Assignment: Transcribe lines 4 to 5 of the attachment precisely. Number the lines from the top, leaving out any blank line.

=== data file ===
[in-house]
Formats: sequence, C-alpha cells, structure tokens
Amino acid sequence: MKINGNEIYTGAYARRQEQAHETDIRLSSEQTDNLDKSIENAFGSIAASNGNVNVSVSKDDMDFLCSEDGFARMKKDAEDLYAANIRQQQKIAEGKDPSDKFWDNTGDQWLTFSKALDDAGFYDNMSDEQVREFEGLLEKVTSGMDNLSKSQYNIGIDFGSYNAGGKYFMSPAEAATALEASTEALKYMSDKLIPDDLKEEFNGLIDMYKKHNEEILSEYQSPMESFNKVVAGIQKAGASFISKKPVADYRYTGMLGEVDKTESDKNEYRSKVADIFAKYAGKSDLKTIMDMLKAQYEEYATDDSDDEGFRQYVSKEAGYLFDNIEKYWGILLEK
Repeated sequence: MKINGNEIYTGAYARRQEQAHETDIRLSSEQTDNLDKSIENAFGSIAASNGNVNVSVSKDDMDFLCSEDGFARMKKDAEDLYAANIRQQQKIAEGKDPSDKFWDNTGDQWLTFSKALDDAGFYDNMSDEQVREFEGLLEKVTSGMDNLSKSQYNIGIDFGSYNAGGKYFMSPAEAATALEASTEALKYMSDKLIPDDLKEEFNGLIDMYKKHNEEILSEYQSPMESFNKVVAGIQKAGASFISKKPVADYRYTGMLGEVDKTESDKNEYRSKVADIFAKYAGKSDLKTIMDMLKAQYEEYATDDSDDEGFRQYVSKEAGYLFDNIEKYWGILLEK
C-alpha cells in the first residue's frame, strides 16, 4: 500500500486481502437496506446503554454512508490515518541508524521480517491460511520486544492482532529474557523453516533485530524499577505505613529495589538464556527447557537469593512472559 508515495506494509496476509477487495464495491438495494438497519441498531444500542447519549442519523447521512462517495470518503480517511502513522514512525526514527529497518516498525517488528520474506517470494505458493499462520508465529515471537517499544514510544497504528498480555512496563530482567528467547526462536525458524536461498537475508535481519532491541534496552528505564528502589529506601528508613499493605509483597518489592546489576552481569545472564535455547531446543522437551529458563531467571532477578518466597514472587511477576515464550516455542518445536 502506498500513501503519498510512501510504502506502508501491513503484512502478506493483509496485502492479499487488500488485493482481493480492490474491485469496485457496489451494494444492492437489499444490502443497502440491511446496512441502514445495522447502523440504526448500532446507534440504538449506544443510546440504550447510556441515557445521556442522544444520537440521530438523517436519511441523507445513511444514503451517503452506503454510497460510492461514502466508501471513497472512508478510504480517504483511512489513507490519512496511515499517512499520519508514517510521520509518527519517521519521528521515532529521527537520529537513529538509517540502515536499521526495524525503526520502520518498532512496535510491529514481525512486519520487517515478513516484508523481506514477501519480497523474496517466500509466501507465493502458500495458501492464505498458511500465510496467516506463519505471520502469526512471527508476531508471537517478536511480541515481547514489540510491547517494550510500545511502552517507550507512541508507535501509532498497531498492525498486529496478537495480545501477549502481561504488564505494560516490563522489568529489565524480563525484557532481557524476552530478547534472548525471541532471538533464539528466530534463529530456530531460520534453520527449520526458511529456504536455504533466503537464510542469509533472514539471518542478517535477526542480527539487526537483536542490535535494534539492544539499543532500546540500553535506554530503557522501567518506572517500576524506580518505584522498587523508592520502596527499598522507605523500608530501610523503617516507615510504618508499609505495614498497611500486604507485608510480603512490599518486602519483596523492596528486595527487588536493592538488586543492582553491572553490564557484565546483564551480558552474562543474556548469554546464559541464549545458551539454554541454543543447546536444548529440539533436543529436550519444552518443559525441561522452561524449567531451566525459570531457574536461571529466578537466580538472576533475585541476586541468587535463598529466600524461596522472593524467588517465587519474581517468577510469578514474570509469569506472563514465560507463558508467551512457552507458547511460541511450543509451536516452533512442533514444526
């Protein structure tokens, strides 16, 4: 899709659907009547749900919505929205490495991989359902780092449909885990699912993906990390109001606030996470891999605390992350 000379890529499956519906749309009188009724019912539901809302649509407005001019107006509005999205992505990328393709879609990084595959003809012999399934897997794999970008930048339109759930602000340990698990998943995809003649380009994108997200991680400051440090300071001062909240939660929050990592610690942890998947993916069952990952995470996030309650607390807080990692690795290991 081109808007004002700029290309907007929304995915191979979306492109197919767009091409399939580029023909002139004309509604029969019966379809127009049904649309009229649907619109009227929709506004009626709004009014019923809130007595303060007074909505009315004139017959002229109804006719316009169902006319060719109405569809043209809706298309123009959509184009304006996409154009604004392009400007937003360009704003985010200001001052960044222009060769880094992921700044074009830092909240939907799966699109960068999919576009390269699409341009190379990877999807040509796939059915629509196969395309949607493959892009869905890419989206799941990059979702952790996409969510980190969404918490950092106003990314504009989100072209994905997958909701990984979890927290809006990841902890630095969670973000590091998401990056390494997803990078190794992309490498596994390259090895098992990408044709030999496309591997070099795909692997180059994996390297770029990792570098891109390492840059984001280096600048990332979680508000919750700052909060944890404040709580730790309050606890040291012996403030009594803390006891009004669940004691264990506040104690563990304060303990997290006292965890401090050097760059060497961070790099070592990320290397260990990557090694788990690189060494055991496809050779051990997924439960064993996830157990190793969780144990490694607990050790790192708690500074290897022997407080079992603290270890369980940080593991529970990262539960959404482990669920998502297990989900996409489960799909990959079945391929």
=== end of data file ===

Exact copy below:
Repeated sequence: MKINGNEIYTGAYARRQEQAHETDIRLSSEQTDNLDKSIENAFGSIAASNGNVNVSVSKDDMDFLCSEDGFARMKKDAEDLYAANIRQQQKIAEGKDPSDKFWDNTGDQWLTFSKALDDAGFYDNMSDEQVREFEGLLEKVTSGMDNLSKSQYNIGIDFGSYNAGGKYFMSPAEAATALEASTEALKYMSDKLIPDDLKEEFNGLIDMYKKHNEEILSEYQSPMESFNKVVAGIQKAGASFISKKPVADYRYTGMLGEVDKTESDKNEYRSKVADIFAKYAGKSDLKTIMDMLKAQYEEYATDDSDDEGFRQYVSKEAGYLFDNIEKYWGILLEK
C-alpha cells in the first residue's frame, strides 16, 4: 500500500486481502437496506446503554454512508490515518541508524521480517491460511520486544492482532529474557523453516533485530524499577505505613529495589538464556527447557537469593512472559 508515495506494509496476509477487495464495491438495494438497519441498531444500542447519549442519523447521512462517495470518503480517511502513522514512525526514527529497518516498525517488528520474506517470494505458493499462520508465529515471537517499544514510544497504528498480555512496563530482567528467547526462536525458524536461498537475508535481519532491541534496552528505564528502589529506601528508613499493605509483597518489592546489576552481569545472564535455547531446543522437551529458563531467571532477578518466597514472587511477576515464550516455542518445536 502506498500513501503519498510512501510504502506502508501491513503484512502478506493483509496485502492479499487488500488485493482481493480492490474491485469496485457496489451494494444492492437489499444490502443497502440491511446496512441502514445495522447502523440504526448500532446507534440504538449506544443510546440504550447510556441515557445521556442522544444520537440521530438523517436519511441523507445513511444514503451517503452506503454510497460510492461514502466508501471513497472512508478510504480517504483511512489513507490519512496511515499517512499520519508514517510521520509518527519517521519521528521515532529521527537520529537513529538509517540502515536499521526495524525503526520502520518498532512496535510491529514481525512486519520487517515478513516484508523481506514477501519480497523474496517466500509466501507465493502458500495458501492464505498458511500465510496467516506463519505471520502469526512471527508476531508471537517478536511480541515481547514489540510491547517494550510500545511502552517507550507512541508507535501509532498497531498492525498486529496478537495480545501477549502481561504488564505494560516490563522489568529489565524480563525484557532481557524476552530478547534472548525471541532471538533464539528466530534463529530456530531460520534453520527449520526458511529456504536455504533466503537464510542469509533472514539471518542478517535477526542480527539487526537483536542490535535494534539492544539499543532500546540500553535506554530503557522501567518506572517500576524506580518505584522498587523508592520502596527499598522507605523500608530501610523503617516507615510504618508499609505495614498497611500486604507485608510480603512490599518486602519483596523492596528486595527487588536493592538488586543492582553491572553490564557484565546483564551480558552474562543474556548469554546464559541464549545458551539454554541454543543447546536444548529440539533436543529436550519444552518443559525441561522452561524449567531451566525459570531457574536461571529466578537466580538472576533475585541476586541468587535463598529466600524461596522472593524467588517465587519474581517468577510469578514474570509469569506472563514465560507463558508467551512457552507458547511460541511450543509451536516452533512442533514444526